Answer from James Heappey The Parliamentary Under-Secretary of State for Defence

“The new Royal Navy Multi Role Ocean Surveillance vessel announced in the Defence Review is in its pre-concept phase, therefore, no decisions have yet been taken on base porting arrangements.”

AWACS: Procurement: To ask the Secretary of State for Defence, what the cost of the purchase of three E-7 Wedgetail is (Kevan Jones Labour, North Durham).

• Answer from Jeremy Quin The Minister of State, Ministry of Defence

“Ministry of Defence officials will be negotiating with Boeing to agree the cost of the revised E-7 Wedgetail programme, based around the acquisition of three aircraft. Therefore, to protect the Department’s commercial interests, I am withholding details of the cost at this time.”

Nuclear Weapons: To ask the Secretary of State for Defence, with reference to the Government’s Integrated Review of Security, Defence, Development and Foreign Policy, published in March 2021, what estimate he has made of the cost of the additional nuclear warheads; and if he will make a statement and, what costings have been made for the acquisition of new nuclear weapons up to a total of 260 as announced in the Integrated Review (Caroline Lucas Green, Brighton, Pavilion and Stewart McDonald Shadow SNP Spokesperson (Defence)).

Answer from Jeremy Quin The Minister of State, Ministry of Defence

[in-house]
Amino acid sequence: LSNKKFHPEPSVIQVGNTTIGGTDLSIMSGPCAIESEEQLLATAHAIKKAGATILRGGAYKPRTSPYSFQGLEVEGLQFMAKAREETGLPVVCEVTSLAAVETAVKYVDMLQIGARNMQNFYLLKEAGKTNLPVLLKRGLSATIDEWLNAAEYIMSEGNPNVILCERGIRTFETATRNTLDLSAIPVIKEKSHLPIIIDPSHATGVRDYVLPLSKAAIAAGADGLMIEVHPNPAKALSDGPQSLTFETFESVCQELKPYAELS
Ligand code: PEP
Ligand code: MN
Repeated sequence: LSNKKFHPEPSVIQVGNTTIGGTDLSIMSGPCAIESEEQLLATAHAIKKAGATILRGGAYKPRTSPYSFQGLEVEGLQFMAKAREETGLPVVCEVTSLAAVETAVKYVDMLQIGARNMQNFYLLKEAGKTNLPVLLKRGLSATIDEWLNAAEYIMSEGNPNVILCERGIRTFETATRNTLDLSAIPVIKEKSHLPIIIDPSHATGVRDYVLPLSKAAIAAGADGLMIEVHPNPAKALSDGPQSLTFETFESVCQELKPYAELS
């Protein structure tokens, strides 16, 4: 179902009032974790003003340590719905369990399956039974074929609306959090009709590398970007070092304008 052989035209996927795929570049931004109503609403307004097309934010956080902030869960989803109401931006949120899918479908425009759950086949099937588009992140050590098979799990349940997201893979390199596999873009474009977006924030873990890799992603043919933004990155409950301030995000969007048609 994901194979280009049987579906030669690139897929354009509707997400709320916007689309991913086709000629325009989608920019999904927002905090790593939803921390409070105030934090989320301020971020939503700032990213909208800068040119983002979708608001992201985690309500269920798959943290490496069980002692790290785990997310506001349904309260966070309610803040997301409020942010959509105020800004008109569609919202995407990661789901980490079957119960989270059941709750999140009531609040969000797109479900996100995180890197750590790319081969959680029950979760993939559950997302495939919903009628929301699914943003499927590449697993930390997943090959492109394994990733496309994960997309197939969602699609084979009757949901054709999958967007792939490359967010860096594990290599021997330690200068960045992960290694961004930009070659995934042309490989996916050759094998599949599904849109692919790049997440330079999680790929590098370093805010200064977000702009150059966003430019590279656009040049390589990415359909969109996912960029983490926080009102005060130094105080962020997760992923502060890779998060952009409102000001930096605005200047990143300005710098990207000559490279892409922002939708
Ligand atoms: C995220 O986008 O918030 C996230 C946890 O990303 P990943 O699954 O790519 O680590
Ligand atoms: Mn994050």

“The Integrated Review announced the UK will move to an overall nuclear weapon stockpile of no more than 260 warheads. This is a stockpile ceiling and we will remain deliberately ambiguous about the exact number of warheads to avoid simplifying the calculations of potential adversaries. The cost estimates for the wider warhead programme are undergoing consideration as part of Departmental budgeting.”

Fleet Solid Support Ships: Procurement: To ask the Secretary of State for Defence, whether the new Fleet Solid Support Ship tender will be restricted to UK bidders (Luke Pollard Shadow Secretary of State for Environment, Food and Rural Affairs).

Answer from Jeremy Quin The Minister of State, Ministry of Defence

“The detailed contract requirements are yet to be published but we would expect substantial UK involvement in any successful bid.
As referenced in the answer given by my right hon. Friend the Secretary of State for Defence in response to question 906278 we would encourage interested international partners to work with UK firms to bid, building on the success of T31.”

HERE ARE THE TOP INDUSTRY AND WORLD STORIES

Exclusive: Government forced to defend Army cuts amid growing threat from Russia (Telegraph)

The Government will be forced to defend the logic of Army cuts in the face of increasing threats from Russia.
Labour will on Wednesday use an opposition day motion to question the Tories over its 2019 election manifesto pledge, in which Boris Johnson said he would “not be cutting the armed services in any form”.
However the recent Command Paper revealed that as part of its pivot towards cyber, the Ministry of Defence would axe more than 100 aircraft, reduce the size of the army from 82,000 to 72,500 and cut a number of tanks.
Labour’s Shadow Defence Secretary, John Healey said his party wants “to hold the Prime Minister to his pledge not to cut our armed forces”.
He said: “The Government says the threats to the UK are increasing yet they plan fewer troops, fewer ships, fewer planes over the next few years. Ministers must square this circle and back off yet more cuts to the strength of our Armed Forces.
“Ministers confirm that Russia’s modernised land and sea forces are the number one threat to Britain and our allies. They must ensure we are ready to meet the growing threats now and in the years ahead.”